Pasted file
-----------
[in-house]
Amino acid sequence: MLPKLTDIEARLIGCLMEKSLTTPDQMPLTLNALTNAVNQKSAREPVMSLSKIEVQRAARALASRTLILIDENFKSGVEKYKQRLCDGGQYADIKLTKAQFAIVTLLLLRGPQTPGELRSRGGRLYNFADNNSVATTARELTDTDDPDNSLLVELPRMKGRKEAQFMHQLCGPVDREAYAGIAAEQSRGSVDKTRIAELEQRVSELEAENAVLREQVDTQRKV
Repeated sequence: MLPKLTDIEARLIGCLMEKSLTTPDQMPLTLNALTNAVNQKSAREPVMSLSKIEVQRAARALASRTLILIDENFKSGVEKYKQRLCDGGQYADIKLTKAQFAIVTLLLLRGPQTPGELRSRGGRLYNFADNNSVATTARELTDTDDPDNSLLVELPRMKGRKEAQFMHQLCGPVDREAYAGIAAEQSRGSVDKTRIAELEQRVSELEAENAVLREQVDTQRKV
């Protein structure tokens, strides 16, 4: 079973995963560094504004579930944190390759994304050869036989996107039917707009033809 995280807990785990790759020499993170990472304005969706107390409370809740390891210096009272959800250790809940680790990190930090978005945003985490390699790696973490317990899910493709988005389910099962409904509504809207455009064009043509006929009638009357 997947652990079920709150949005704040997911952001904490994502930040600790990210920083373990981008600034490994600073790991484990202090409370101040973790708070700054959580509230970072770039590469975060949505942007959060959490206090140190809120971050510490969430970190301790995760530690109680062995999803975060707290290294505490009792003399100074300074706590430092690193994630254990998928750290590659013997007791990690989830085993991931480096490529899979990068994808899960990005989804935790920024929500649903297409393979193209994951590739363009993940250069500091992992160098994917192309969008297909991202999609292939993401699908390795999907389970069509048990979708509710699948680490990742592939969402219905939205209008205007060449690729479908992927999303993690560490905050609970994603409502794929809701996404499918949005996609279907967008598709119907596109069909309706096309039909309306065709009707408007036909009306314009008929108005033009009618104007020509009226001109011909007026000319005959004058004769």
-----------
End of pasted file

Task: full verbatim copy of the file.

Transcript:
[in-house]
Amino acid sequence: MLPKLTDIEARLIGCLMEKSLTTPDQMPLTLNALTNAVNQKSAREPVMSLSKIEVQRAARALASRTLILIDENFKSGVEKYKQRLCDGGQYADIKLTKAQFAIVTLLLLRGPQTPGELRSRGGRLYNFADNNSVATTARELTDTDDPDNSLLVELPRMKGRKEAQFMHQLCGPVDREAYAGIAAEQSRGSVDKTRIAELEQRVSELEAENAVLREQVDTQRKV
Repeated sequence: MLPKLTDIEARLIGCLMEKSLTTPDQMPLTLNALTNAVNQKSAREPVMSLSKIEVQRAARALASRTLILIDENFKSGVEKYKQRLCDGGQYADIKLTKAQFAIVTLLLLRGPQTPGELRSRGGRLYNFADNNSVATTARELTDTDDPDNSLLVELPRMKGRKEAQFMHQLCGPVDREAYAGIAAEQSRGSVDKTRIAELEQRVSELEAENAVLREQVDTQRKV
């Protein structure tokens, strides 16, 4: 079973995963560094504004579930944190390759994304050869036989996107039917707009033809 995280807990785990790759020499993170990472304005969706107390409370809740390891210096009272959800250790809940680790990190930090978005945003985490390699790696973490317990899910493709988005389910099962409904509504809207455009064009043509006929009638009357 997947652990079920709150949005704040997911952001904490994502930040600790990210920083373990981008600034490994600073790991484990202090409370101040973790708070700054959580509230970072770039590469975060949505942007959060959490206090140190809120971050510490969430970190301790995760530690109680062995999803975060707290290294505490009792003399100074300074706590430092690193994630254990998928750290590659013997007791990690989830085993991931480096490529899979990068994808899960990005989804935790920024929500649903297409393979193209994951590739363009993940250069500091992992160098994917192309969008297909991202999609292939993401699908390795999907389970069509048990979708509710699948680490990742592939969402219905939205209008205007060449690729479908992927999303993690560490905050609970994603409502794929809701996404499918949005996609279907967008598709119907596109069909309706096309039909309306065709009707408007036909009306314009008929108005033009009618104007020509009226001109011909007026000319005959004058004769």